Sri Lanka Easter Sunday terror warnings were ignored, government admits

Sri Lanka’s Prime Minister Ranil Wickremesinghe has admitted that there was failure to pay due attention to intelligence warnings regarding impending suicide bomb attacks targeting churches. After a wave of bomb blasts in different parts of the country on Easter Sunday (21) national television stations reported the prime minister saying that international help was needed to ascertain whether there was foreign involvement in the violence.


As of Monday reports said the death toll had risen to 290 with 500 injured being treated in hospitals. Among the dead 27 were reported to be foreigners. Three policemen also died Sunday during a search operation in the suburb of Dematagoda. It is the first terror episode to take place since armed forces defeated the separatist Liberation Tigers of Tamil Eelam (LTTE) in 2009, bringing a 30-year civil war to an end. No group has taken responsibility for the new attack which appears to have been surprisingly sophisticated and well-coordinated.


Three churches were targeted during Easter Sunday service – in Colombo, Negombo on the country’s west coast, and Batticaloa on the East coast, along with restaurants at breakfast-time in three five-star hotels in Colombo. There was lack of clarity in initial reports, with the police spokesman saying it was yet to be established whether suicide bombers were involved, while local media reported it as fact. The Hiru television station had already given an eye-witness account from St Sebastian’s church in Negombo with CCTV footage of the attacker walking in, followed by scenes from the blast showing what was reported to be the suicide bomber’s head. The prime minister in an early press release had merely said “I see this as an attempt to make the country and its economy unstable.”

A chilling aspect of the new terror episode is that it hit unexpectedly with law enforcement authorities apparently unprepared. But by evening Telecommunications Minister Harin Fernando had tweeted  that a police intelligence memo sent to various security divisions warning of the attacks, had been ignored. According to the Daily Mirror: “The letter titled “Information of an alleged plan attack” said the state intelligence services had received information from a foreign intelligence service to the effect that National Thowheed Jamath Leader Mohammed Zahran was about to launch a suicide bomb attack in Sri Lanka targeting famous catholic churches and the Indian High Commission.” A Muslim fringe group called Thawheed Jamath was last year associated with attacks on Buddha statues. But nothing approaching the current scale of violence has been attributed to it.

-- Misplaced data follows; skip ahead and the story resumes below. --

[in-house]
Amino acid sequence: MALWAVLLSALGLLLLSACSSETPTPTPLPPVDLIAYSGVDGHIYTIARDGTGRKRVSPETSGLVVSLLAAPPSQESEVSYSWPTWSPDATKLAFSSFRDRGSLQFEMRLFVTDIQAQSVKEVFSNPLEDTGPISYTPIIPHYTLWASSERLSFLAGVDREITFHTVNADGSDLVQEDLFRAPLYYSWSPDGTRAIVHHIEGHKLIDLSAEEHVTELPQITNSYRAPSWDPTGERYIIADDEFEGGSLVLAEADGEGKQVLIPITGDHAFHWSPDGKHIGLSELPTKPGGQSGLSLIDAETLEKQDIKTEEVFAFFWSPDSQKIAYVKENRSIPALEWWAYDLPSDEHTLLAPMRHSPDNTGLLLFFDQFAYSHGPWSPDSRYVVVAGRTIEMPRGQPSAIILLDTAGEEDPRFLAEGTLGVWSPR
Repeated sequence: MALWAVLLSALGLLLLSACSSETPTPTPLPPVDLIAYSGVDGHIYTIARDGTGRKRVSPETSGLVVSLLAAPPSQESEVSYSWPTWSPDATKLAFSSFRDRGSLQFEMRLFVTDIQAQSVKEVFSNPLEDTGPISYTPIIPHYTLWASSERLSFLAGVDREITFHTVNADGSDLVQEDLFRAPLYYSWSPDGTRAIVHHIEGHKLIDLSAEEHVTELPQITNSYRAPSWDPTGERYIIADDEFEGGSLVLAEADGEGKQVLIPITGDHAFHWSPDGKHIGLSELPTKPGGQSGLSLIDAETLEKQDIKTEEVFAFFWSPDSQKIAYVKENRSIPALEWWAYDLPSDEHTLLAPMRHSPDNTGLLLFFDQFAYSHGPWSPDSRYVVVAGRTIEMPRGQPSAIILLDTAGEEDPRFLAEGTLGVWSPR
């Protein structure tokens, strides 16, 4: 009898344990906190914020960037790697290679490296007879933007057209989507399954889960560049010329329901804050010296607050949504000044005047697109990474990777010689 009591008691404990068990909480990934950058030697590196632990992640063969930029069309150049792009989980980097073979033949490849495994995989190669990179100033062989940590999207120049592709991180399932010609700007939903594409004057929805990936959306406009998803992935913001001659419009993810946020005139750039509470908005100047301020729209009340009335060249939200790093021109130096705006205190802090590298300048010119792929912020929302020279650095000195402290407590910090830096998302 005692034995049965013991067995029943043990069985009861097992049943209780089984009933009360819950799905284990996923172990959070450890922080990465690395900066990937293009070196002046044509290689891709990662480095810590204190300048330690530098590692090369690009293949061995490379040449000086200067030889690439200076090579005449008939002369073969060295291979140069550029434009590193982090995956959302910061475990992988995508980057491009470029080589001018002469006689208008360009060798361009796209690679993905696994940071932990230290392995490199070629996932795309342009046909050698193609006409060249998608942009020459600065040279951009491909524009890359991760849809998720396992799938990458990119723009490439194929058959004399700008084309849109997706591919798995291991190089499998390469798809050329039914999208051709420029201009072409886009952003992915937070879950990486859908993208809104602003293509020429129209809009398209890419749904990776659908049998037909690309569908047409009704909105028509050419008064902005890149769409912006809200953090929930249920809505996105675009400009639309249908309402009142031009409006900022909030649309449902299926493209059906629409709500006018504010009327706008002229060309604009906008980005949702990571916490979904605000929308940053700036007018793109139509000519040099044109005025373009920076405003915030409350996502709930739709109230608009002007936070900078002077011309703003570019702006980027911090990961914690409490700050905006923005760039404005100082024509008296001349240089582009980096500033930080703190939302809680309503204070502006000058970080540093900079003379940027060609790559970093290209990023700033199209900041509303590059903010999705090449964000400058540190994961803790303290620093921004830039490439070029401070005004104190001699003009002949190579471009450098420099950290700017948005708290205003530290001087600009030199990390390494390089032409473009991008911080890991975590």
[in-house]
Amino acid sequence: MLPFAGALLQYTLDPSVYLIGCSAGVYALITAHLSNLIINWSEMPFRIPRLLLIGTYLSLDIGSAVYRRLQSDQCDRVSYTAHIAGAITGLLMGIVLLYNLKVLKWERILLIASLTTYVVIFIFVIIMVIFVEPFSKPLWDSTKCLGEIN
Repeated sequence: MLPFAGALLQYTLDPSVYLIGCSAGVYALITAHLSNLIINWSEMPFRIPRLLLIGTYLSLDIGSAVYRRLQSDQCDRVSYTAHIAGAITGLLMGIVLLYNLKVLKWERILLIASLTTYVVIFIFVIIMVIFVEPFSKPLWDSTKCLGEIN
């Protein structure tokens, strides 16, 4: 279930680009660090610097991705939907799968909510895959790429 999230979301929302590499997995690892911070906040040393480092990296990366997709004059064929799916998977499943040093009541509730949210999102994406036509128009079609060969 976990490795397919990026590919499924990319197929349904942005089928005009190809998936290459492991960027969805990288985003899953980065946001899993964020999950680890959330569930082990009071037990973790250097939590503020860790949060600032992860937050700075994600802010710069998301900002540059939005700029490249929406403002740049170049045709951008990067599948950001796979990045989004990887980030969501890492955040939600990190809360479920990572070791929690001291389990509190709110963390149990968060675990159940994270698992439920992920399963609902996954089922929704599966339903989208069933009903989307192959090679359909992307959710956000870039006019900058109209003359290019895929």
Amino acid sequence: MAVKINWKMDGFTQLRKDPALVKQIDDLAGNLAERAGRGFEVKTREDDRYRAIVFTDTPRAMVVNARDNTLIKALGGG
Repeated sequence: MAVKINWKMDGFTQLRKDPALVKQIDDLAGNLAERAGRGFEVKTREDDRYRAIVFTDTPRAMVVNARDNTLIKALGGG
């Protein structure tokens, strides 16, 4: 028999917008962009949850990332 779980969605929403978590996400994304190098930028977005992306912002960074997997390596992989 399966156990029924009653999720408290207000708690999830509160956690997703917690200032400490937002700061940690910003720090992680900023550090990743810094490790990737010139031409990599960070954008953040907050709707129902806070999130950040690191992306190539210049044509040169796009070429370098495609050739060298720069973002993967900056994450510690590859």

There was a suggestion of external involvement in a report that said the deadly ‘C-4’ type explosives had been used in the blast at Shangri La Hotel. Two people had checked into room number 616 on April 20, 2019, the Daily Mirror reported, citing investigators. “The close circuit television camera (CCTV) footage revealed that the suspects detonated the bombs in the cafeteria and on the corridor at the hotel” the report said. By Monday the police spokesman said 24 suspects were in custody (apparently all locals).

President Maithripala Sirisena has announced a Special Investigation Committee headed by a Supreme Court judge to report to him in two weeks on the “causes and background for the grave national catastrophe.” Meanwhile government spokesman Minister Rajitha Senaratna’s remarks at a live-telecast press briefing Monday indicated there were tensions between the President and Prime Minister Wickremesinghe who, Senaratne alleged, had been kept in the dark about the intelligence reports.


Leaders from Buddhist, Catholic and Muslim religions were unanimous in their calls for communities to remain calm and unite in facing the terror threat. “Please don’t try to take the law into your hands,” said the Archbishop of Colombo, Malcolm Cardinal Ranjith.

Some ministers described the violence as a ‘targeting of the tourist industry and the economy’ by those who were ‘jealous’ of the government’s achievements. Opposition politicians blamed the government for having de-prioritised national security. “At least now, the government should admit its mistake in weakening the intelligence services” said Ranjith Soysa, an Opposition lawmaker. Former president Mahinda Rajapaksa, asked by reporters to comment, said “If there was security this wouldn’t have happened.”


With Easter Sunday’s island-wide police curfew re-imposed Monday night, and armed forces deployed to help maintain order, Sri Lanka’s citizens accustomed to thinking that terrorism ended 10 years ago are hit by an unsettling sense of deja-vu.


Source: Investig’Action